Subject line: [Flawless Financials] Valuation Terminology
Flawless Financials
the Financial Forecasting Online Newsletter
from Minotaur Financial
and David Brode
February, 2004
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This month: Valuation Terminology
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In the world of corporate finance, valuation lives on its
own planet, and has its own language. In many ways, when
investors ask entrepreneurs about valuation, they really
aren't interested in hearing a numerical answer, but rather
in gauging the financial IQ of the entrepreneurs. For now,
let's leave aside the question of what kind of answer you
should provide--that's a complex issue for a future
newsletter--and focus on answering with confidence. I've
found many entrepreneurs are confused about valuation terms,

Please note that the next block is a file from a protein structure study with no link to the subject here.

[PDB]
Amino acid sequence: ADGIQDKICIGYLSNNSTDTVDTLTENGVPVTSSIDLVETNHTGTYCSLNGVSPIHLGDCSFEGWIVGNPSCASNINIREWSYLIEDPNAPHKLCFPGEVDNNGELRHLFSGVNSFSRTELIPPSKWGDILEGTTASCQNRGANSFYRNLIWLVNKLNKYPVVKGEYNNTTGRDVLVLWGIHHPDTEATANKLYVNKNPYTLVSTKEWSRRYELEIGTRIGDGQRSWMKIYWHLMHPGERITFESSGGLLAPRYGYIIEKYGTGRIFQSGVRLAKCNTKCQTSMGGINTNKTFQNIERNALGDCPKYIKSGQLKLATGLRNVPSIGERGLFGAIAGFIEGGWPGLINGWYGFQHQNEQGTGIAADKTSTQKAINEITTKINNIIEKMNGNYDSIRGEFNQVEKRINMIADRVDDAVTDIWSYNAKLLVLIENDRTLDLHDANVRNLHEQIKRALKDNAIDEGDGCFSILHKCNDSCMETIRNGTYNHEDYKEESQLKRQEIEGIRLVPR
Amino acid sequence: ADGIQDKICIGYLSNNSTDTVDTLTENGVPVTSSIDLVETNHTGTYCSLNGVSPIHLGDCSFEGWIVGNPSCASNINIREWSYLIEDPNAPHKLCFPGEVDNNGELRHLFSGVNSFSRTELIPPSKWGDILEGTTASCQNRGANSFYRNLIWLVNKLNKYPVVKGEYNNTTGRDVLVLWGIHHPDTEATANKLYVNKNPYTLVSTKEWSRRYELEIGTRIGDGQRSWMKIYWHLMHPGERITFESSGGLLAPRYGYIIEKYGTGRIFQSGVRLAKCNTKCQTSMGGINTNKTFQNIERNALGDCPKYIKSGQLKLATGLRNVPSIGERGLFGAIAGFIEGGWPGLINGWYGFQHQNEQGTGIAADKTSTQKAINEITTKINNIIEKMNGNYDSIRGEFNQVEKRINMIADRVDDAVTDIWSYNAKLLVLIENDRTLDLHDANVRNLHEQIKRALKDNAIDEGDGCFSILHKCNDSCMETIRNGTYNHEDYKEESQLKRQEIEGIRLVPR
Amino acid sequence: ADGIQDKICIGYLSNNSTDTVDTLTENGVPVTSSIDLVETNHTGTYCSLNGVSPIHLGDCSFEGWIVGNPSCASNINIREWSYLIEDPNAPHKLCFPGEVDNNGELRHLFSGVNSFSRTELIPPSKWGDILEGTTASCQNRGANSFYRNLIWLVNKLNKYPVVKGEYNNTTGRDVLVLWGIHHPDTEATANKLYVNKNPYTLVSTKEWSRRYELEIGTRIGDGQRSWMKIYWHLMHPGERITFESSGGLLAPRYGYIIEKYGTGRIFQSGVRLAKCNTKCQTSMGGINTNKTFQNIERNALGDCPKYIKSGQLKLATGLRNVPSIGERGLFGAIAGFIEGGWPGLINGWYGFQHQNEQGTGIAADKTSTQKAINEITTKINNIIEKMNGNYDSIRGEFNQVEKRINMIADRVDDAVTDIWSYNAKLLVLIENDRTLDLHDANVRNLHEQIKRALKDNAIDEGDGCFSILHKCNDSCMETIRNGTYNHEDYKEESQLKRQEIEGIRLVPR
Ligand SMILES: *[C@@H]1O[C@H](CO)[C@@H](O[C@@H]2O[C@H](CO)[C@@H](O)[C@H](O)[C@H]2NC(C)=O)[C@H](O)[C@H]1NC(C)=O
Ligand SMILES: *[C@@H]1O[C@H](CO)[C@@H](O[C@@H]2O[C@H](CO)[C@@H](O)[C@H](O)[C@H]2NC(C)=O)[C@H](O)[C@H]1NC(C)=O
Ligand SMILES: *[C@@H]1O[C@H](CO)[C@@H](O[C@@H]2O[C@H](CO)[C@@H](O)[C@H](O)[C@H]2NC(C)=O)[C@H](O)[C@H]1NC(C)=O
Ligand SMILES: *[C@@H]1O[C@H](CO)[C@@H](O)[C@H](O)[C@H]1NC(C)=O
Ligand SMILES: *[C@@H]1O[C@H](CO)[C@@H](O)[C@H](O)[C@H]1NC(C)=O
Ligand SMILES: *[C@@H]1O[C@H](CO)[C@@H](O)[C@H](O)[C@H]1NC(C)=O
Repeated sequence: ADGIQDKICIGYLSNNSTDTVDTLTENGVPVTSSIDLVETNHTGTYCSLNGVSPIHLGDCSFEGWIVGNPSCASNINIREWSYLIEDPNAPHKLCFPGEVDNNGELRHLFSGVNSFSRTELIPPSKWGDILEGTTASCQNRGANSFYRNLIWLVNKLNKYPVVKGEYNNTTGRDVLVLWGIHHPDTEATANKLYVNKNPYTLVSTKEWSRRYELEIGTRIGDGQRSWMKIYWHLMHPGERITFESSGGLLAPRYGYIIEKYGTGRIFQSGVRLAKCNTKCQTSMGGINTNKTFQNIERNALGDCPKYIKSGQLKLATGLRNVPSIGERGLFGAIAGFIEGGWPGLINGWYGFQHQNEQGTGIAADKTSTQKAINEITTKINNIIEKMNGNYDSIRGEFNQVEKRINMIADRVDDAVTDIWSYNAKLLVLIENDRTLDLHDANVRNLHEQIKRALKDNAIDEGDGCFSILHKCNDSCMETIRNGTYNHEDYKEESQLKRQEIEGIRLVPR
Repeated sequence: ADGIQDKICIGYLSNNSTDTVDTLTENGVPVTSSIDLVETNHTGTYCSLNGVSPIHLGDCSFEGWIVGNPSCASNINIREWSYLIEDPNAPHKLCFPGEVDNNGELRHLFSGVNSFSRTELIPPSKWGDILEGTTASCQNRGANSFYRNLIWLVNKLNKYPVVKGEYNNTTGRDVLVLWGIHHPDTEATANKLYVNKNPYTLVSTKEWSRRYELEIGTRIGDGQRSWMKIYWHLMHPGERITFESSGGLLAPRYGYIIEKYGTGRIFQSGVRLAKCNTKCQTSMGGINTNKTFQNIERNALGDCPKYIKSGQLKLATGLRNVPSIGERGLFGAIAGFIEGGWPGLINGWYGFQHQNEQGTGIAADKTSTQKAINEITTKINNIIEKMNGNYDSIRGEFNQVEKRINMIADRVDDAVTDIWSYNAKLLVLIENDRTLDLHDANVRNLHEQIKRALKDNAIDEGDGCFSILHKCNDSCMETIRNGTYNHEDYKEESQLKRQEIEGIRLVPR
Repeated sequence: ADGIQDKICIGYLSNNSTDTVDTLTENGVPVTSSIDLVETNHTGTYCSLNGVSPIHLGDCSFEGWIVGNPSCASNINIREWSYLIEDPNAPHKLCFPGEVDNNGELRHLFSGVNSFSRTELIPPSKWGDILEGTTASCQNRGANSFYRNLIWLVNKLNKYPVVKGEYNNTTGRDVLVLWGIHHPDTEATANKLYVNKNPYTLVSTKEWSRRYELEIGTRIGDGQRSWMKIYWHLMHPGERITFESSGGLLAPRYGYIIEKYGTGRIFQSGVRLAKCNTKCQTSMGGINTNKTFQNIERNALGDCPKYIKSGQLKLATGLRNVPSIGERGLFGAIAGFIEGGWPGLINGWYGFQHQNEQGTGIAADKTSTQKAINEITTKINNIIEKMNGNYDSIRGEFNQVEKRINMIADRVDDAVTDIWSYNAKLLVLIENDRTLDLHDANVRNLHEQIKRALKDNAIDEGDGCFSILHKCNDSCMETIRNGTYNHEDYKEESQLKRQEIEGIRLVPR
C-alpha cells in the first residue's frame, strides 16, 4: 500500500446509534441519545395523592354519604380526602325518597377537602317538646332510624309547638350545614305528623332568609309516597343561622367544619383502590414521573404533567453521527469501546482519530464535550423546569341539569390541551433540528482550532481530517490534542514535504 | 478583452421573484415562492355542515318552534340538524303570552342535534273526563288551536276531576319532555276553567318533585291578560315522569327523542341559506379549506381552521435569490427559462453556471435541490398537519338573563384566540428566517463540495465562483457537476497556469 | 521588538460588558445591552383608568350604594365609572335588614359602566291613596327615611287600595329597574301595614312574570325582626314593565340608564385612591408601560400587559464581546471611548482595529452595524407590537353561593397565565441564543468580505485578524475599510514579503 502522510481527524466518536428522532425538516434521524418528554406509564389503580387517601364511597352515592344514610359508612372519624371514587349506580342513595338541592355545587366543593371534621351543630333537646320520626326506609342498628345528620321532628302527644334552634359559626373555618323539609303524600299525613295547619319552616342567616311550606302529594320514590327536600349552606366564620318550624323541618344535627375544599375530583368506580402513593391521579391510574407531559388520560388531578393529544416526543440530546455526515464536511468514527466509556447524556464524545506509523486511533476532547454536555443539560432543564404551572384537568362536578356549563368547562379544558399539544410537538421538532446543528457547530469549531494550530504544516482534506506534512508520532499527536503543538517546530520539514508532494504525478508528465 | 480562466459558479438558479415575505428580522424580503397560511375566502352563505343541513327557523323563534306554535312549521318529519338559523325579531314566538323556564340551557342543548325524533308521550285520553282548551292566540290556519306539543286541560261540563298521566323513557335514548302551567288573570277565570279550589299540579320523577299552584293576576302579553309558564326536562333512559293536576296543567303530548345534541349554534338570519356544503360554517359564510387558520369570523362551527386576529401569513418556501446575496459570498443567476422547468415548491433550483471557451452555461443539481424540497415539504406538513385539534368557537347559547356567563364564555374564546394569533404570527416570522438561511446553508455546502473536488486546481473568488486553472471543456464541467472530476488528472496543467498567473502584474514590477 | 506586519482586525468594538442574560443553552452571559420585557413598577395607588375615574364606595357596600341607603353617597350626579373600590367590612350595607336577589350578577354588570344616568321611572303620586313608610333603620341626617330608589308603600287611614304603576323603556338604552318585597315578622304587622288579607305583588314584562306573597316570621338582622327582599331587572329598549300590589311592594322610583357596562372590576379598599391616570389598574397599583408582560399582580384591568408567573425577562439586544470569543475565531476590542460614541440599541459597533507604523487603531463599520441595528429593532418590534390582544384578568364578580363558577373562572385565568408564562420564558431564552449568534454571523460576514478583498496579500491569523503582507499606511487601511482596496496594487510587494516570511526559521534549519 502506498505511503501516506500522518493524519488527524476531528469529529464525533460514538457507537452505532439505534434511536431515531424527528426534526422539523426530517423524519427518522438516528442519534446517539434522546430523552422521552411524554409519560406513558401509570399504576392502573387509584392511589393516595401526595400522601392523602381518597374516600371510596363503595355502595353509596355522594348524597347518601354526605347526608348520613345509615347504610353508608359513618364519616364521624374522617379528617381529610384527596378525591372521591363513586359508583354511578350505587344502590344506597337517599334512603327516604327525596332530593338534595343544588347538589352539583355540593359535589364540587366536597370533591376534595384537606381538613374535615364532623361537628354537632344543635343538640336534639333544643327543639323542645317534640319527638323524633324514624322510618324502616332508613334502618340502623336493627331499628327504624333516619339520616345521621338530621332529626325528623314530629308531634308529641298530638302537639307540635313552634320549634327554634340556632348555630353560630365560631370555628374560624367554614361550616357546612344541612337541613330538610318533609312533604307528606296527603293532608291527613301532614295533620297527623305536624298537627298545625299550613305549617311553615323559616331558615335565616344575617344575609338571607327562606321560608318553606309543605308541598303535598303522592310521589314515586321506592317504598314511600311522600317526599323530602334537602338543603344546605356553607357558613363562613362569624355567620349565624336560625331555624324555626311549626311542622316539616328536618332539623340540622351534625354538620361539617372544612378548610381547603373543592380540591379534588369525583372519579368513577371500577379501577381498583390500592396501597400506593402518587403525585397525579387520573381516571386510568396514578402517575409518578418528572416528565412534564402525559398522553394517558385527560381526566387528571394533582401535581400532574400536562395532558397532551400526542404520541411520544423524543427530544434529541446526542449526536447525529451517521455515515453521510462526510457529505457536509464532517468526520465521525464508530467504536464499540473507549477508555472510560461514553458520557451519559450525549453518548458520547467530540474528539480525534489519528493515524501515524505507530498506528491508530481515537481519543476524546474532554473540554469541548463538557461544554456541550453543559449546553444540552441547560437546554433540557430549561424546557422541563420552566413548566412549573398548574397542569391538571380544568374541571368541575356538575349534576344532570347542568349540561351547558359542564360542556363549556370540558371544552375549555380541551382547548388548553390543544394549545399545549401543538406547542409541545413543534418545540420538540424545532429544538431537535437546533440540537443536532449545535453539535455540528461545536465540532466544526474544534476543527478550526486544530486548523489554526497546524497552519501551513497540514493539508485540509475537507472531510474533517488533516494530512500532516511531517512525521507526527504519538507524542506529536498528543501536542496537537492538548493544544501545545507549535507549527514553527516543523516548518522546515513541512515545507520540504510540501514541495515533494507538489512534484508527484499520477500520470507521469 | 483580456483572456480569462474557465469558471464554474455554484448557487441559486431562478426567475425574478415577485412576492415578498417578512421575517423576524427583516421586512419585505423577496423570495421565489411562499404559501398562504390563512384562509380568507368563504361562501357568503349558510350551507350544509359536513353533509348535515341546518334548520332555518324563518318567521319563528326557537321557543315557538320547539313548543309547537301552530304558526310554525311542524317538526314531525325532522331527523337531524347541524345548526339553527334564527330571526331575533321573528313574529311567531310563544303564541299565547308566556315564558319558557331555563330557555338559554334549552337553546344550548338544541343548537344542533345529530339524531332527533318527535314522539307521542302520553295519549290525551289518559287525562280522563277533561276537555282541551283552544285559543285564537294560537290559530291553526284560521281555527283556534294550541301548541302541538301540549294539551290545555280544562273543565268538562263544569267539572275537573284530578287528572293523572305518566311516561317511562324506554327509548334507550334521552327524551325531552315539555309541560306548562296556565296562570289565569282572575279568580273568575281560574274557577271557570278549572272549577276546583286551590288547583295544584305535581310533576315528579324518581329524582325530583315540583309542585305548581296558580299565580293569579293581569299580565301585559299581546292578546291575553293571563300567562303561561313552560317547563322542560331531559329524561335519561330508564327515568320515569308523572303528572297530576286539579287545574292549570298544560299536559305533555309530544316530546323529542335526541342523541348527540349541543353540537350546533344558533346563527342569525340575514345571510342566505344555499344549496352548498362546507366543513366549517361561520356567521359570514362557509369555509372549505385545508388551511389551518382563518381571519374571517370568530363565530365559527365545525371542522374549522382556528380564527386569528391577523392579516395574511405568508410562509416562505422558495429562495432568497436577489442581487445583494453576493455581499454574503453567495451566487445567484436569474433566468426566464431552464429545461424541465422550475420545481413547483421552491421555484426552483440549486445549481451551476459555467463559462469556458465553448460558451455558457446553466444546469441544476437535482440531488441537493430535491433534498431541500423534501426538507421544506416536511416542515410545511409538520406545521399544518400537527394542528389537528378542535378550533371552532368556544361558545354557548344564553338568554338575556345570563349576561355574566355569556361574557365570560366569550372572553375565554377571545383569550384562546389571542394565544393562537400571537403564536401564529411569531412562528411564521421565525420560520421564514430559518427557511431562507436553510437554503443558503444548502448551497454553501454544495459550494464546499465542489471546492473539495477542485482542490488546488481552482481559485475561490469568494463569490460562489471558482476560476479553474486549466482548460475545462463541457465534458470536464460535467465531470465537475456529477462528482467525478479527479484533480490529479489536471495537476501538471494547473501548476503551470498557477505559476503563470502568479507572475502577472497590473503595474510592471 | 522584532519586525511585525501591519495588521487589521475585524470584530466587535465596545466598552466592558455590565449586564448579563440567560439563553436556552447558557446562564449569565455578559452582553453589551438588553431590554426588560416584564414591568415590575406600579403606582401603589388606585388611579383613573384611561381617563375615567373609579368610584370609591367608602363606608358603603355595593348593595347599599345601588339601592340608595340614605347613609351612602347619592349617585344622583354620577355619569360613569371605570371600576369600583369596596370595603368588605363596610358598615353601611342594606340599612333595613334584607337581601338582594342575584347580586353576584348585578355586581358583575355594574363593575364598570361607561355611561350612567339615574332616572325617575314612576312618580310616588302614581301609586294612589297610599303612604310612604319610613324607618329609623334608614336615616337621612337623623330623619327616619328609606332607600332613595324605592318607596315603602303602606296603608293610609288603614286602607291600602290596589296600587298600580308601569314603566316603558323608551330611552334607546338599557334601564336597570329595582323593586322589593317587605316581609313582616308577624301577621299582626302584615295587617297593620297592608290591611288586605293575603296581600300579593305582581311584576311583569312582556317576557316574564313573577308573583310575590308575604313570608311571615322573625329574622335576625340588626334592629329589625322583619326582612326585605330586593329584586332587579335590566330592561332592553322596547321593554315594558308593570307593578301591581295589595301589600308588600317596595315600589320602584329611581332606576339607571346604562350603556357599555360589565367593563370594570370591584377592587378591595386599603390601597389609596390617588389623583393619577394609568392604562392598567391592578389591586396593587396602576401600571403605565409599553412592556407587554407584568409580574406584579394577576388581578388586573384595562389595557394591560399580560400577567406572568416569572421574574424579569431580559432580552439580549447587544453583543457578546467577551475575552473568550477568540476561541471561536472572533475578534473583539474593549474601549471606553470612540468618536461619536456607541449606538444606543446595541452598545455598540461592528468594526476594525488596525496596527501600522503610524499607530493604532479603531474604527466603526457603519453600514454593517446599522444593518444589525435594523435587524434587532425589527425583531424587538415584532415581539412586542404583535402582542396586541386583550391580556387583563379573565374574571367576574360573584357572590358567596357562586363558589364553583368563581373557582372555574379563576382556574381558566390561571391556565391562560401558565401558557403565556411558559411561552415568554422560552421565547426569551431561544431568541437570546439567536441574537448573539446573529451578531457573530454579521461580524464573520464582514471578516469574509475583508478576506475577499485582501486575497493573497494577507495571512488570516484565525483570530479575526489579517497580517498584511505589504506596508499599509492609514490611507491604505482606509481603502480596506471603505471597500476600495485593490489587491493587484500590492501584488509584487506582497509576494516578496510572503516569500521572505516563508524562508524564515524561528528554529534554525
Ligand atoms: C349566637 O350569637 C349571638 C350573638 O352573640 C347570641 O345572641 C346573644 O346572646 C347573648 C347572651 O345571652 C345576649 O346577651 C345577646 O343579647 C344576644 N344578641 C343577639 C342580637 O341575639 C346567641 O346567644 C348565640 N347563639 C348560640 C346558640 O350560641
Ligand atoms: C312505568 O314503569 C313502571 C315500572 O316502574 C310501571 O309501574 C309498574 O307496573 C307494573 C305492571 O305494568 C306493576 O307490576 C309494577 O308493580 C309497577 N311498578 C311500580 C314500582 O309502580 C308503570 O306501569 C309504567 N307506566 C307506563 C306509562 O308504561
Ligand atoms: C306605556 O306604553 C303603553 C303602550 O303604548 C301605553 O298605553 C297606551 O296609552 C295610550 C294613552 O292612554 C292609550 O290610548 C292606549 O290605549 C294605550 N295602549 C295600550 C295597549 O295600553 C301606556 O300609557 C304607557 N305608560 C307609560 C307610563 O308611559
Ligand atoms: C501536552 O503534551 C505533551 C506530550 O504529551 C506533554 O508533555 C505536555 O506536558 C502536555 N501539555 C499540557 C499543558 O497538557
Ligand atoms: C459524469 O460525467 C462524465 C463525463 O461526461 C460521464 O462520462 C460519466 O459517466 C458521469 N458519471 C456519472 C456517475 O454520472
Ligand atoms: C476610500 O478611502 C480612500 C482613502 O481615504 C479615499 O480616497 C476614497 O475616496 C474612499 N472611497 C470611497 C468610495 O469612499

and so I provide the following primer as a service for my
readers.
Question #1: What's your valuation?
First of all, this question is short for "what is your pre-
money valuation," or more breezily, "what's your pre-
money?" PRE-money valuation is distinguished from POST-
money valuation. Pre-money valuation is the value of the
company now, before you put that check in the bank; post-
money valuation = pre-money valuation + funds raised.
There can be a big difference between pre- and post-money
valuations, so it's important to get the terms right. If a
company has 10M shares outstanding and is seeking $500,000,
the price per share for new shares sold depends on the pre-
money valuation, and when the pre-money valuation is higher,
investors own a smaller percentage of the company.
$M $M
Pre- Post- M
Money $/share Money Shares % Company
----- ------- ----- ------ ----------
1.0 0.10 1.5 5.00 33%
2.0 0.20 2.5 2.50 20%
3.0 0.30 3.5 1.67 14%
4.0 0.40 4.5 1.25 11%
5.0 0.50 5.5 1.00 9%
Question #2: How did you get that valuation?
The quick answer is that the value of the shares is what
someone is willing to pay for them. That being said, there
are many ways to calculate a valuation. Below are two
common methods.
a. Net Present Value (NPV)
Description